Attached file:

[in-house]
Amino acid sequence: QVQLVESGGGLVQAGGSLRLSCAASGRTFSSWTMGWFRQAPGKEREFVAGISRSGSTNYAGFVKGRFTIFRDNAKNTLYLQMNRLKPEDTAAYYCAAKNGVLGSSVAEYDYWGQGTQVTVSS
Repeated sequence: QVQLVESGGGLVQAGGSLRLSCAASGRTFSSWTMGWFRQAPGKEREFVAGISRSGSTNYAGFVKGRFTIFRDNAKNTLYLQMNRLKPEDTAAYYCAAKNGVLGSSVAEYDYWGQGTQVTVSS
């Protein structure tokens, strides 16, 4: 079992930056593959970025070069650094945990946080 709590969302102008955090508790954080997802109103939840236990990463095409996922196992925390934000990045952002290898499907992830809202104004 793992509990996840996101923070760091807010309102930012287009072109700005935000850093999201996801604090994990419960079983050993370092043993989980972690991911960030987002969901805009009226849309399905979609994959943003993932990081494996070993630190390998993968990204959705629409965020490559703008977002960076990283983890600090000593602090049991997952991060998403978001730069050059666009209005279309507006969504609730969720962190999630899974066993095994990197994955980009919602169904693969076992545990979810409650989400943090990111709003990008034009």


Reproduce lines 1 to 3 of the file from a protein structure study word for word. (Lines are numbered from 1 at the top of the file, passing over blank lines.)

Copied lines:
[in-house]
Amino acid sequence: QVQLVESGGGLVQAGGSLRLSCAASGRTFSSWTMGWFRQAPGKEREFVAGISRSGSTNYAGFVKGRFTIFRDNAKNTLYLQMNRLKPEDTAAYYCAAKNGVLGSSVAEYDYWGQGTQVTVSS
Repeated sequence: QVQLVESGGGLVQAGGSLRLSCAASGRTFSSWTMGWFRQAPGKEREFVAGISRSGSTNYAGFVKGRFTIFRDNAKNTLYLQMNRLKPEDTAAYYCAAKNGVLGSSVAEYDYWGQGTQVTVSS